Due to a mixture of geographic and lifestyle factors, Berlin doesn't have much of a 'rush hour' to speak of.

I have a genuine question for Berliners - is there anything resembling a rush hour in this city? Perhaps it's the area in which I reside or the nature of my work, but after four months of living here I have yet to see any difference in traffic patterns or public transport ridership during the traditional commuting times of the day.

Maybe it just seems comparatively inactive because I'm coming from Brussels, which sees bumper-to-bumper gridlock throughout the city from 7h to 10h and 16h to 19h. I've noticed that it's only gotten worse since they closed Boulevard Anspach, the main thoroughfare in central Brussels, to pedestrianise it. During my Brussels weeks these past months I've seen traffic at an absolute standstill. I'm heading to Belgium tomorrow for another Brussels week, and I expect to spend much of the week sitting in traffic.

Thursday, 15 October 2015

Coming home to the Brussels village

My 'Brussels weeks' feel a bit like coming back to my home village.

I’m on the train back to Berlin after a week in Brussels. Given that I’m now four months in with this dual-city life, I was naturally getting a lot of questions during this ‘Brussels week’ about how it’s going. 

So far so good, has been my response. The two cities are so remarkably different so it’s nice to shake things up every two weeks. The train has served me well as a sort of ‘mobile office’, and so far it hasn't felt too disruptive.

Sunday, 11 October 2015

In Berlin, it's better to have a Belgian bank account than a German one

While banks in Germany rake in ATM fees from customers of other German banks, EU law forbids them from charging citizens of other EU countries.

It's a 'Brussels week' for me this week, I'm in town to shoot a few videos and moderate some conferences. As the Autumn draws on, I'm finding myself here more often than I'm in Berlin. But this is fine, since I have apartments in both cities. 

Strictly speaking, when I'm in Brussels I am "home". This is still my primary address - my Belgian phone is still my primary number, and I still use a Belgian bank account for all transactions. And actually, this last fact has made my life in Berlin easier.

Friday, 2 October 2015

Germany unity, but not reunification

Tomorrow is the 'Day of German Unity', marking 25 years since East and West Germany were merged. But don't call it 'reunification day'.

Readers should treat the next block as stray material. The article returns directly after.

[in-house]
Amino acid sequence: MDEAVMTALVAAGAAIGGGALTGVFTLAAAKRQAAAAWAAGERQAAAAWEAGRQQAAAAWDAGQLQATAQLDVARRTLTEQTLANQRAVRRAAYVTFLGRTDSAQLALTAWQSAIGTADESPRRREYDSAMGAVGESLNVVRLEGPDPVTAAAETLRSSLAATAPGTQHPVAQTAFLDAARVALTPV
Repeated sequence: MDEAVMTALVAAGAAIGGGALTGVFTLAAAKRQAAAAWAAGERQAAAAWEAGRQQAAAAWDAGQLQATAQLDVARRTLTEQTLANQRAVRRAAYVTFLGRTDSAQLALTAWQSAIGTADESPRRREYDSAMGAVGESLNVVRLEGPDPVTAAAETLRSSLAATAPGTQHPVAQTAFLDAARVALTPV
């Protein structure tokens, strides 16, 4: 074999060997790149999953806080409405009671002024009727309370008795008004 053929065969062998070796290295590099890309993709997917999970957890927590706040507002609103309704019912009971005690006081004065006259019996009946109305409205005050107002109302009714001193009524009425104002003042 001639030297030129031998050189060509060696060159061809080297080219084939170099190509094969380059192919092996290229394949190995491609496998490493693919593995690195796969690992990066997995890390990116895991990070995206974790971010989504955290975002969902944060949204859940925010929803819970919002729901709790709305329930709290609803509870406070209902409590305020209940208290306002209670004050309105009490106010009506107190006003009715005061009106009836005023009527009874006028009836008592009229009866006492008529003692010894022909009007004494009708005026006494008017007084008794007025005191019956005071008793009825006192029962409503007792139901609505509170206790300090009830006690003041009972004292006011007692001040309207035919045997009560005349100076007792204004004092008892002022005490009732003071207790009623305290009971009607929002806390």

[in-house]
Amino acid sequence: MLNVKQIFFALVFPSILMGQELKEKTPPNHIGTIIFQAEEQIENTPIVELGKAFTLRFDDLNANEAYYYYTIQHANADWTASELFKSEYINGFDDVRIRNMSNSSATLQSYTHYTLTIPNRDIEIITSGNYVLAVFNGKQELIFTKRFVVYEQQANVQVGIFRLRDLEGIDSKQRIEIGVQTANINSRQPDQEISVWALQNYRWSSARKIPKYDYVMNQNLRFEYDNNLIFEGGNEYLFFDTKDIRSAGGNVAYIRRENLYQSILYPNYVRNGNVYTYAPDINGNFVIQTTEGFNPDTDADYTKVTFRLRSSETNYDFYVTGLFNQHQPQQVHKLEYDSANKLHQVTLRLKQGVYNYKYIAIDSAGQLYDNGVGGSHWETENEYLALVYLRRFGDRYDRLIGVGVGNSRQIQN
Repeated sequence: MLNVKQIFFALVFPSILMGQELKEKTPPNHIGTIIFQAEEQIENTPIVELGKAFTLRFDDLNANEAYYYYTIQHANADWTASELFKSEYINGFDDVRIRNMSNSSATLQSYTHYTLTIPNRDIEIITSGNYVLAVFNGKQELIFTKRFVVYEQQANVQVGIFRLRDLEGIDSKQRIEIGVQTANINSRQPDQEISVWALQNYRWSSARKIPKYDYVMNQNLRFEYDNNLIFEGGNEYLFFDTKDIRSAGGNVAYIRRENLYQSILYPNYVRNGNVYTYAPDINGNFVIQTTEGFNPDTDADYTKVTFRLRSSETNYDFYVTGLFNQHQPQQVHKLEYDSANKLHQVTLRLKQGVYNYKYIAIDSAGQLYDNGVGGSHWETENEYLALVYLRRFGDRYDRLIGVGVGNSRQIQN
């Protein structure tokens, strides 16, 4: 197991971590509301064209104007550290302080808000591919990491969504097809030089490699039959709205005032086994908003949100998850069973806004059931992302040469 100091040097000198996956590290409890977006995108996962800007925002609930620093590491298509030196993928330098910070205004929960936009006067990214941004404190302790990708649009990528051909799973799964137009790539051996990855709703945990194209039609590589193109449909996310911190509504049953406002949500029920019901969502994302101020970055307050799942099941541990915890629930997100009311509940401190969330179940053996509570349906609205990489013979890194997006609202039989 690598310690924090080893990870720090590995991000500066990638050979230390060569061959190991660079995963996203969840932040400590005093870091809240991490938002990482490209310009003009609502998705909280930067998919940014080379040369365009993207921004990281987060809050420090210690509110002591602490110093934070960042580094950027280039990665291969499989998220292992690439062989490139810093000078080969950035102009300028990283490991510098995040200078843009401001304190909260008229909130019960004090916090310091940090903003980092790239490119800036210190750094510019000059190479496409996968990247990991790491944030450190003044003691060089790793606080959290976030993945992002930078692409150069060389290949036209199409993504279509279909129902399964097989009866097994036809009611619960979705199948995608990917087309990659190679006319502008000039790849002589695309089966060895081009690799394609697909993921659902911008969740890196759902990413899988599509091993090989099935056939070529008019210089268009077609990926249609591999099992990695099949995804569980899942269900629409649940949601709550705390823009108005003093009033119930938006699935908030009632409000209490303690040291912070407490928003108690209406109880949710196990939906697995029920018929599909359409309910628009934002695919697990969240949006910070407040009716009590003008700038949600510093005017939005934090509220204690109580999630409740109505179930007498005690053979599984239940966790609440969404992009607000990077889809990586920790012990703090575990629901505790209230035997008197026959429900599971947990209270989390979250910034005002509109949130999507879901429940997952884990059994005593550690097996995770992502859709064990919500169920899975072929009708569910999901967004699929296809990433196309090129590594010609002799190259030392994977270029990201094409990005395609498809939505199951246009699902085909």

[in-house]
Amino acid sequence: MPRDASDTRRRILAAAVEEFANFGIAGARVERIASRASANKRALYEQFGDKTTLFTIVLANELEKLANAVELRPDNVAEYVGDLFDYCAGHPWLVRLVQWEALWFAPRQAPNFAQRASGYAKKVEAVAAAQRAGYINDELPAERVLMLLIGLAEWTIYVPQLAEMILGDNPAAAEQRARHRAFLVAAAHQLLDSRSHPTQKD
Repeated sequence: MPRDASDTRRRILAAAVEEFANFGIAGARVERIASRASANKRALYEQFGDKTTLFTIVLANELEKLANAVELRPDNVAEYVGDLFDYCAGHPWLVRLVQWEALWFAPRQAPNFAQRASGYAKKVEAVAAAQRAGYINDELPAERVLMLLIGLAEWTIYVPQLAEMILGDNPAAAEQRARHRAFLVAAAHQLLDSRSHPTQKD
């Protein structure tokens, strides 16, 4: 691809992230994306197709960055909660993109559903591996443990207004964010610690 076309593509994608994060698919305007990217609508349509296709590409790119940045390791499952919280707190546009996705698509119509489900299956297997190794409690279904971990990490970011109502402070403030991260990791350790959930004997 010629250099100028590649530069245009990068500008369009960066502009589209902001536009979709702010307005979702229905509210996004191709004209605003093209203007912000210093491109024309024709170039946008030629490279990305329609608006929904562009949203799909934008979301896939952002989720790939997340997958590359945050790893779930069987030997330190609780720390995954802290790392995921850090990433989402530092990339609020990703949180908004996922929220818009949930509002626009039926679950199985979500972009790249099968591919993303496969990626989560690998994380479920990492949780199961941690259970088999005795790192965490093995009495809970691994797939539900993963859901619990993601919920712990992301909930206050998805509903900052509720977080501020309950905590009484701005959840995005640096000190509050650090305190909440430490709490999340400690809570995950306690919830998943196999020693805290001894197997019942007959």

The area around Brandenburg Gate, once home to the 'no mans land' between the two layers of the Berlin Wall, is tonight being decked out for a massive celebration. Tomorrow, 3 October, is the annual celebration of 'German Unity Day'. This year's holiday is no ordinary one. It is marking 25 years since German reunification.

But don't make the mistake of calling it 'Reunification Day'. I called it by this name with a German friend today. I was swiftly deutsched, and told that despite the fact that it is held on the anniversary of the day the East German government was merged into the West, the proper name is 'unity day'.

I was only repeating the term I have read in English-speaking media, as there have been several reports this week about the 25th anniversary. But there are two important reasons why this is not called Reunification Day: it corresponds to an older holiday name, and because pre-war Germany has not been entirely reunited.

Thursday, 24 September 2015

Incredible Krakow museums

I hadn't been to Krakow since 2002, and my how the city has changed.

This week I spent a few days in Krakow, Poland. I had to do a bit of work there for my book, and a friend visiting from home in New York wanted to come check out the city.

The last time I was in Krakow was in 2002, while I was living in Prague as a student. Me and a few friends rented a car and drove the six hours to Poland, stopping at Ostrava in Moravia along the way. We also visited Auschwitz, and to be honest that is the only part of the trip I remember well. Krakow city was a bit forgettable for me. I remember that we were not terribly impressed with the cultural activities or the nightlife.

Thursday, 10 September 2015

Eastern Europe's discomfort with diversity

Germans may be more sympathetic to Syrian refugees because many of their grandparents were refugees themselves, expelled from their homes after World War II. The Poles and Czechs may be less sympathetic, because it was their grandparents doing the expelling.

This week I took a train to Prague from Berlin, in order to talk to people continuing on the train to Budapest for a radio report I was working on about Europe's disappearing overnight trains. I lived in Prague back in 2002, and it was nice to be back. I met up with a few Czech friends, and at each meeting the subject of the refugee crisis came up. My Czech friends said they were very embarassed of the images being shown to the world, of Czech security officers marking Syrian refugees with numbers and treating them inhumanely. I told them, at least the Hungarians are making you lookmore humane by comparison.

A real East-West split has emerged in the EU over how to deal with the refugee crisis. Right now the 'Vyshegrad Four' - Poland, Slovakia, Hungary and the Czech Republic - are furiously resisting a proposal to resettle the Syrian refugees pouring into Europe in a proportionate way across EU member states. Much ink has been spilled analysing why Eastern European governments are behaving in this way.